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1.  Randomized study evaluating testosterone recovery using short-versus long-acting luteinizing hormone releasing hormone agonists 
We sought to compare the rate of return of testosterone levels and sexual function in men with prostate cancer receiving longer acting, 3-month preparation of luteinizing hormone-releasing hormone agonist (L-LHRH-A) versus shorter acting, 1-month preparation of luteinizing hormone-releasing hormone agonist (S-LHRH-A).
Methods and Materials:
Men with low to intermediate risk localized prostate cancer were randomized to either L-LHRH-A (2–3 month duration LHRH-A) or S-LHRH-A (6-1 month duration LHRH-A) of androgen suppression therapy (AST) and prostate brachytherapy using iodine-125 radioisotopes. Serum total testosterone levels and PSA were recorded every 2 months for 2 years.
A planned target sample size of 100 was not achieved due to insufficient accrual. A total of 55 patients were randomized and 46 were used for analysis. The median time to recovery of testosterone to baseline levels (calculated from end of AST) was 8 and 4 months in the L-LHRH-A and S-LHRH-A arms, respectively (p = 0.268). The median time to testosterone recovery to lower limit of reference range was 4 and 2 months respectively (p = 0.087).
This randomized study, which failed to reach accrual target, showed a trend towards more rapid recovery of testosterone levels using shorter acting LHRH-A. Another randomized study would be required to validate these findings. Currently, there is insufficient evidence to recommend the use of shorter acting LHRH-A as a means of providing more rapid recovery of testosterone levels.
PMCID: PMC3114026  PMID: 21672478
2.  Consistency in electronic portal imaging registration in prostate cancer radiation treatment verification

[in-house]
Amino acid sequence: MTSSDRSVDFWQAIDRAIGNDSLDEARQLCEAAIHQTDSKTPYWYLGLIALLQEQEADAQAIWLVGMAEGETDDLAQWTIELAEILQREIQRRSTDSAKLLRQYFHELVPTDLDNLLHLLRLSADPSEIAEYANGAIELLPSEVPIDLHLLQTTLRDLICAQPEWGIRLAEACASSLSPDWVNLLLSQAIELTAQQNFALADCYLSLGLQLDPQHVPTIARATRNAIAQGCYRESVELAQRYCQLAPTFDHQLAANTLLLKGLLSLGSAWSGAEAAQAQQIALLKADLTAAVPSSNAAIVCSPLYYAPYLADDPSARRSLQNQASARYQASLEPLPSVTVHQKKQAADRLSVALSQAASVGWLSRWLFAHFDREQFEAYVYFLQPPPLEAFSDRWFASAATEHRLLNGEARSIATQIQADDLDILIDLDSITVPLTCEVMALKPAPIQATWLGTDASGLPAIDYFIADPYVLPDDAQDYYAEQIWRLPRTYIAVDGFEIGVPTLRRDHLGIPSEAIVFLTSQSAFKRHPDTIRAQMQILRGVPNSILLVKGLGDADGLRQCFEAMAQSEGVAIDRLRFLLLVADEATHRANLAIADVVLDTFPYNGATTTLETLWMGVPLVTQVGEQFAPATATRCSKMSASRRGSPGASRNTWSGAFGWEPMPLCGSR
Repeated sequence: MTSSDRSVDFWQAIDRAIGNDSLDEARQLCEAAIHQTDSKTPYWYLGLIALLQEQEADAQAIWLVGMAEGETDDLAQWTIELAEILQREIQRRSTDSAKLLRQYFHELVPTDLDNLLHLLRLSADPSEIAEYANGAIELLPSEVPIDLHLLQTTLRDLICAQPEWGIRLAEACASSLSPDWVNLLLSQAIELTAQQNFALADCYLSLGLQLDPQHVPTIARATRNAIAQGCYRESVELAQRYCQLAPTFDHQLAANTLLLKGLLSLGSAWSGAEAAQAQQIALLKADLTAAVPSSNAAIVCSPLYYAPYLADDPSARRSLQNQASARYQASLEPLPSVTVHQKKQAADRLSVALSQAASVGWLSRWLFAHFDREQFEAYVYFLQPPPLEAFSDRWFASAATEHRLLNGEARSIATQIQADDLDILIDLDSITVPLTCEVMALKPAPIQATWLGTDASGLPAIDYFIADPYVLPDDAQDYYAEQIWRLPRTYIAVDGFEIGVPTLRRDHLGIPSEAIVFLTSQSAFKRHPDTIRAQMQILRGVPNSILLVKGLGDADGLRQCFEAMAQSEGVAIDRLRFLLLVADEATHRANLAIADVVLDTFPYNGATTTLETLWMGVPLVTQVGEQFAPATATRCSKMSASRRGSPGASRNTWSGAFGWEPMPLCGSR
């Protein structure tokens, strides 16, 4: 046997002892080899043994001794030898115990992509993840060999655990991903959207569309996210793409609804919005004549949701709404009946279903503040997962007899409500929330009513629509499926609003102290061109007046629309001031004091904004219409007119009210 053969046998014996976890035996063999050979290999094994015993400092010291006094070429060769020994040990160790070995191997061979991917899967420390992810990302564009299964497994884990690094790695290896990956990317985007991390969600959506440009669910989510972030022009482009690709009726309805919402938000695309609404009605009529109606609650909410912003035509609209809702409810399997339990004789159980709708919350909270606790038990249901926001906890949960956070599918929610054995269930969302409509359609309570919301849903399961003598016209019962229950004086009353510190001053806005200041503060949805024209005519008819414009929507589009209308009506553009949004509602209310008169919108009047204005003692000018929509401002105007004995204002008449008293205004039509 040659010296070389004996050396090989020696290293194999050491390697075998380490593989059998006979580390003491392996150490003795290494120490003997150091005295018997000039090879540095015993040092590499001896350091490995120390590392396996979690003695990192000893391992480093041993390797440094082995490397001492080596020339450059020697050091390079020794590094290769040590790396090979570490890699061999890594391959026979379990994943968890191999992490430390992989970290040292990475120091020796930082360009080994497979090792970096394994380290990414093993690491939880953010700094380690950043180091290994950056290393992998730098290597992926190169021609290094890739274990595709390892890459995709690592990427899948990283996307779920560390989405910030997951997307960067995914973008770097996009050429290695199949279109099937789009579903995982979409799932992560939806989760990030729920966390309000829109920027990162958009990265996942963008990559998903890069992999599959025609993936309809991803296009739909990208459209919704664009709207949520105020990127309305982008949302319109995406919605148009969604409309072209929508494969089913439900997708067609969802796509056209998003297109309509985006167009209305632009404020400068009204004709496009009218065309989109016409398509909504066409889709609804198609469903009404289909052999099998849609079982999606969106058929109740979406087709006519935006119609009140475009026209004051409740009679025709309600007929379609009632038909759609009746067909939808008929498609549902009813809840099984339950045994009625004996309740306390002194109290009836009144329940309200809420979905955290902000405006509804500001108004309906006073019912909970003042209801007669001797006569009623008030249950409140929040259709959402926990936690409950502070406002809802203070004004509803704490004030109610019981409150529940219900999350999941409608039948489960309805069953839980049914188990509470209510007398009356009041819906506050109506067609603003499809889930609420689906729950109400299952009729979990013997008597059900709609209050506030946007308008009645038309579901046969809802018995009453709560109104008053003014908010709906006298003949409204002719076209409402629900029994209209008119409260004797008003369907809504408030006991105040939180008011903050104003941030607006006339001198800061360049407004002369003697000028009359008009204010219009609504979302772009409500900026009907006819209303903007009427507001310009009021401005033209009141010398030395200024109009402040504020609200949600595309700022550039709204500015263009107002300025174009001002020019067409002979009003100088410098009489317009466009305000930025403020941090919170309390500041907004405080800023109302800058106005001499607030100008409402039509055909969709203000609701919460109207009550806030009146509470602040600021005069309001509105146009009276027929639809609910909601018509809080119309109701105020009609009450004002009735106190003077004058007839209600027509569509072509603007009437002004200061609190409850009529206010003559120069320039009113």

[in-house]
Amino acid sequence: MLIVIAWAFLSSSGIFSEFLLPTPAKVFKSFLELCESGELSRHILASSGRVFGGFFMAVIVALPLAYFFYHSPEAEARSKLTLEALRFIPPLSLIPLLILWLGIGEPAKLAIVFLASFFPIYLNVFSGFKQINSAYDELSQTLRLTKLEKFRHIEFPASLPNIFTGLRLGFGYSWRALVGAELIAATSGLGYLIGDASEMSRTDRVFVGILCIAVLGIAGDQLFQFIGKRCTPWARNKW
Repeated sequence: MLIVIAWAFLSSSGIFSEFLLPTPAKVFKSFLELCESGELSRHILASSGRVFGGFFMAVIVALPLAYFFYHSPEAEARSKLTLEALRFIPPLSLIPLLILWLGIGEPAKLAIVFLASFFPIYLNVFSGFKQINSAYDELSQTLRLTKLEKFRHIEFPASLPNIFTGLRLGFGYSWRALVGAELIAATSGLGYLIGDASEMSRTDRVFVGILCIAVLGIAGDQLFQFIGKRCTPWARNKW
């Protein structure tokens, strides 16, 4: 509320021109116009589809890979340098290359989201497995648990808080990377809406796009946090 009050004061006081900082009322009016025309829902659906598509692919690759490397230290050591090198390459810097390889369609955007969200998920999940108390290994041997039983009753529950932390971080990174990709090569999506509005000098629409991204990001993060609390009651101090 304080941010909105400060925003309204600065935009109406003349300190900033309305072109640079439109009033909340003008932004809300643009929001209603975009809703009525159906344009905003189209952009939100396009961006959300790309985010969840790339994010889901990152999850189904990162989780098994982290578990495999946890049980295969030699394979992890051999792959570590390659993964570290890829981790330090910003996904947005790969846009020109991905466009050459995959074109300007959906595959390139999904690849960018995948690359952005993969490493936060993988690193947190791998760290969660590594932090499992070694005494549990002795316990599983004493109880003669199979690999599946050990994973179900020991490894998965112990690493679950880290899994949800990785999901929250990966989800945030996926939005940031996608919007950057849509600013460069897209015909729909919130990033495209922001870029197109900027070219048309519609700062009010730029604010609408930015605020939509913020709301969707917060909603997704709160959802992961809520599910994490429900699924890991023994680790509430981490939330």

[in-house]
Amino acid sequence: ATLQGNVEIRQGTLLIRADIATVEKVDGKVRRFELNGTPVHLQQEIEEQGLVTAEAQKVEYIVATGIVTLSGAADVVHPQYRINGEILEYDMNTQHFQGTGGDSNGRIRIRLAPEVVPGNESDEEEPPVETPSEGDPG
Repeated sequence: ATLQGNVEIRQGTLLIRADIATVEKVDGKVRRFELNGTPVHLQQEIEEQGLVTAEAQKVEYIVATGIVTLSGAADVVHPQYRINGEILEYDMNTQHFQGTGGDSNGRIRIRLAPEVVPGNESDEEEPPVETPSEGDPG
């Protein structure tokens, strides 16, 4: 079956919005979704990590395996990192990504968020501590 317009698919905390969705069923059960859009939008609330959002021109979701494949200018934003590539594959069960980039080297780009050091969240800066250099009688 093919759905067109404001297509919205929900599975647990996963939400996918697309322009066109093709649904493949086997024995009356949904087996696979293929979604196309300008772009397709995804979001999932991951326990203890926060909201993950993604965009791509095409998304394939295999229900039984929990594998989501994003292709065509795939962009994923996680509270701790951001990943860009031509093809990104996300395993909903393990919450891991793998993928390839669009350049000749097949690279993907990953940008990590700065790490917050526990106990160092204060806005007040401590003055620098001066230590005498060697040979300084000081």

A protocol of electronic portal imaging (EPI) registration for the verification of radiation treatment fields has been implemented at our institution. A template is generated using the reference images, which is then registered with the EPI for treatment verification. This study examines interobserver consistency among trained radiation therapists in the registration and verification of external beam radiotherapy (EBRT) for patients with prostate cancer.
Materials and methods
20 consecutive patients with prostate cancer undergoing EBRT were analyzed. The EPIs from the initial 10 fractions were registered independently by 6 trained radiation therapist observers. For each fraction, an anterior-posterior (AP or PA) and left lateral (Lat) EPIs were generated and registered with the reference images. Two measures of displacement for the AP EPI in the superior-inferior (SI) and right left (RL) directions and two measures of displacement for the Lat EPI in the AP and SI directions were prospectively recorded. A total of 2400 images and 4800 measures were analyzed. Means and standard deviations, as well as systematic and random errors were calculated for each observer. Differences between observers were compared using the chi-square test. Variance components analysis was used to evaluate how much variance is attributed to the observers. Time trends were estimated using repeated measures analysis.
Inter-observer variation expressed as the standard deviation of the six observers' measurements within each image were 0.7, 1.0, 1.7 and 1.4 mm for APLR, APSI, LatAP and LatSI respectively. Variance components analysis showed that the variation attributed to the observers was small compared to variation due to the images. On repeated measure analysis, time trends were apparent only for the APLR and LatSI measurements. Their magnitude however was small.
No clinically important systematic observer effect or time trends were identified in the registration of EPI by the radiation therapist observers in this study. These findings are useful in the documentation of consistency and reliability in the quality assurance of treatment verification of EBRT for prostate cancer.
PMCID: PMC1592498  PMID: 16984655

Results 1-2 (2)